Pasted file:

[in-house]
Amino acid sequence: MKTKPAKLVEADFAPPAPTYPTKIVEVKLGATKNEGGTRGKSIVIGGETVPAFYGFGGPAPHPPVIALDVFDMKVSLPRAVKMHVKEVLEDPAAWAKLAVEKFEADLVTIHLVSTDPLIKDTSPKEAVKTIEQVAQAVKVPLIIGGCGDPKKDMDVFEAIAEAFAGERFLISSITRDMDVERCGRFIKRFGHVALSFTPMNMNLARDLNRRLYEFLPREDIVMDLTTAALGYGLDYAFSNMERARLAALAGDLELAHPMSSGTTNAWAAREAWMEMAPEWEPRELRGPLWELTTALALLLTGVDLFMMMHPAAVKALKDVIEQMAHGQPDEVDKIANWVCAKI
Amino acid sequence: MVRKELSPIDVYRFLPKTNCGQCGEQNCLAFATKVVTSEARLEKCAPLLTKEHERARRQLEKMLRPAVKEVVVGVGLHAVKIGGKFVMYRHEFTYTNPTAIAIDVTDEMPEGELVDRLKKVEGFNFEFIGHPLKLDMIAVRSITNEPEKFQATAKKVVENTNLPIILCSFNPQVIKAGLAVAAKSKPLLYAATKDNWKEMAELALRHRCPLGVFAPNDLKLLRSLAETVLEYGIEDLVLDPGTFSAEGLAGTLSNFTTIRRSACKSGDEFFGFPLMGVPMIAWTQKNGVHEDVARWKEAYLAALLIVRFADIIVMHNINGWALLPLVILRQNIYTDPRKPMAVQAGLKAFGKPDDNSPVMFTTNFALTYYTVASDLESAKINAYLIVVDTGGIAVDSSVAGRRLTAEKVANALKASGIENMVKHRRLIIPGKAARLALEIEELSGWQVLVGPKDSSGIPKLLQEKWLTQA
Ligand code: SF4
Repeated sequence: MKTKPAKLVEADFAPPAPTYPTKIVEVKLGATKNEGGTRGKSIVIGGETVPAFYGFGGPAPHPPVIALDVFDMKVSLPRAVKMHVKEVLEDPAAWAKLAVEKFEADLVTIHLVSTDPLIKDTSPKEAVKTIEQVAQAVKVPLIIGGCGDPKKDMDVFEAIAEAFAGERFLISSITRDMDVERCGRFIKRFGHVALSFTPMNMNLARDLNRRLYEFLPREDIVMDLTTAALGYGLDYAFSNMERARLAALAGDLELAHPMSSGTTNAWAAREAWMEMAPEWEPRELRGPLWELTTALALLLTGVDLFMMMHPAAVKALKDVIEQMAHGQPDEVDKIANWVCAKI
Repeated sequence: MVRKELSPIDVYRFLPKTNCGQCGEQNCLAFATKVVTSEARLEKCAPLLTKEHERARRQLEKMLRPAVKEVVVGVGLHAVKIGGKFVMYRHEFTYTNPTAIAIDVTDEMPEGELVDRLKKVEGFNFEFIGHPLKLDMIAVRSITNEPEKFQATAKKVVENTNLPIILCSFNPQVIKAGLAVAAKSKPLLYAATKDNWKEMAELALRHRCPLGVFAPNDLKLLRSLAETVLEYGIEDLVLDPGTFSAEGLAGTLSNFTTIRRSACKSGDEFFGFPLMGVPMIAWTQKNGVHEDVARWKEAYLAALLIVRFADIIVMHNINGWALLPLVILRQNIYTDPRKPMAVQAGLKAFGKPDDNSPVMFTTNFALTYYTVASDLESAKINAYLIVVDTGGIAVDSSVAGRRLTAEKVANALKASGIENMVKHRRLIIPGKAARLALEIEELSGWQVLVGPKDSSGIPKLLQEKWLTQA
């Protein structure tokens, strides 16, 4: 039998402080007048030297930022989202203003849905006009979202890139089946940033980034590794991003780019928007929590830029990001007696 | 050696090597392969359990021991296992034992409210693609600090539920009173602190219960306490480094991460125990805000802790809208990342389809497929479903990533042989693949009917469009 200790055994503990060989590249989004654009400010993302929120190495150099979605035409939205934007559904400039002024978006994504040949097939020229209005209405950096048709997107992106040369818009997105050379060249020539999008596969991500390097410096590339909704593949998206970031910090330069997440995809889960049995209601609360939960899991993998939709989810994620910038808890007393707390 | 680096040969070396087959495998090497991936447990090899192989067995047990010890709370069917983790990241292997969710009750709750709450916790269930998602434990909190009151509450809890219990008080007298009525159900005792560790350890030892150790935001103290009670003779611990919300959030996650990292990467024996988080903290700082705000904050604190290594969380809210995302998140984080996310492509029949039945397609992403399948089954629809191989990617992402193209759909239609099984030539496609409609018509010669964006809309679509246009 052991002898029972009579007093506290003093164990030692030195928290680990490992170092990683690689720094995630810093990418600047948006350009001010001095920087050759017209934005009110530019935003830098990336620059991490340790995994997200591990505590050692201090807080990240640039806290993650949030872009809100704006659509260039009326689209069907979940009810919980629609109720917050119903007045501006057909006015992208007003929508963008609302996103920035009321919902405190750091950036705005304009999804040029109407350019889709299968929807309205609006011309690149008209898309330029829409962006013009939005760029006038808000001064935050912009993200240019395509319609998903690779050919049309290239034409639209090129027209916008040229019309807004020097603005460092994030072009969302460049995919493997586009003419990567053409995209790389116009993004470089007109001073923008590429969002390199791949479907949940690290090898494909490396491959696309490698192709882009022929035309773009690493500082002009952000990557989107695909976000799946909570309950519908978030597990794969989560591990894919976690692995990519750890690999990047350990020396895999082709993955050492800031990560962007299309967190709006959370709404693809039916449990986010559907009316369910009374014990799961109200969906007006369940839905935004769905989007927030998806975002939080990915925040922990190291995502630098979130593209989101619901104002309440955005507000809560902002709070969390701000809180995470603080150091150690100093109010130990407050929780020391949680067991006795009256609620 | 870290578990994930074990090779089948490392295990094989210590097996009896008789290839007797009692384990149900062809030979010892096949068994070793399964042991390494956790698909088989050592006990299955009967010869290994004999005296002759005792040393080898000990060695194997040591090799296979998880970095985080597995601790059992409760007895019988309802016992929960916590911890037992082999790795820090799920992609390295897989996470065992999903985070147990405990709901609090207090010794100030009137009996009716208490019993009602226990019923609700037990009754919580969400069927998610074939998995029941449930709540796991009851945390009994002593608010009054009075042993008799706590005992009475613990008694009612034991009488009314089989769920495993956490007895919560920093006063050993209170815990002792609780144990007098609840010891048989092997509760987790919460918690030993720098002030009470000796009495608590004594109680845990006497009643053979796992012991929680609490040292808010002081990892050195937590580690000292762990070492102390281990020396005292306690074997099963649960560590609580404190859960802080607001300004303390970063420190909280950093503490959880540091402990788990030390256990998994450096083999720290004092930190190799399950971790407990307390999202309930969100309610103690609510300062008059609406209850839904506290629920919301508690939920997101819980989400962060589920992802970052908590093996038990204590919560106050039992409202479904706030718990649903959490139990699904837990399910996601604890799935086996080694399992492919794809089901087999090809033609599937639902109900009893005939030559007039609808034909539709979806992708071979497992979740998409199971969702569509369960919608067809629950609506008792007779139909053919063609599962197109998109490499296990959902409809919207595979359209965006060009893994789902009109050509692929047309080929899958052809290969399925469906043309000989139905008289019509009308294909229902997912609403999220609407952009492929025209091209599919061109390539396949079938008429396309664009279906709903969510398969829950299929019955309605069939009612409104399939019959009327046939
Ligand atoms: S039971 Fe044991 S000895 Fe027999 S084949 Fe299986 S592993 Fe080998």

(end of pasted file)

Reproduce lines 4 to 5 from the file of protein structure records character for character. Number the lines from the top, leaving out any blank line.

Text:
Ligand code: SF4
Repeated sequence: MKTKPAKLVEADFAPPAPTYPTKIVEVKLGATKNEGGTRGKSIVIGGETVPAFYGFGGPAPHPPVIALDVFDMKVSLPRAVKMHVKEVLEDPAAWAKLAVEKFEADLVTIHLVSTDPLIKDTSPKEAVKTIEQVAQAVKVPLIIGGCGDPKKDMDVFEAIAEAFAGERFLISSITRDMDVERCGRFIKRFGHVALSFTPMNMNLARDLNRRLYEFLPREDIVMDLTTAALGYGLDYAFSNMERARLAALAGDLELAHPMSSGTTNAWAAREAWMEMAPEWEPRELRGPLWELTTALALLLTGVDLFMMMHPAAVKALKDVIEQMAHGQPDEVDKIANWVCAKI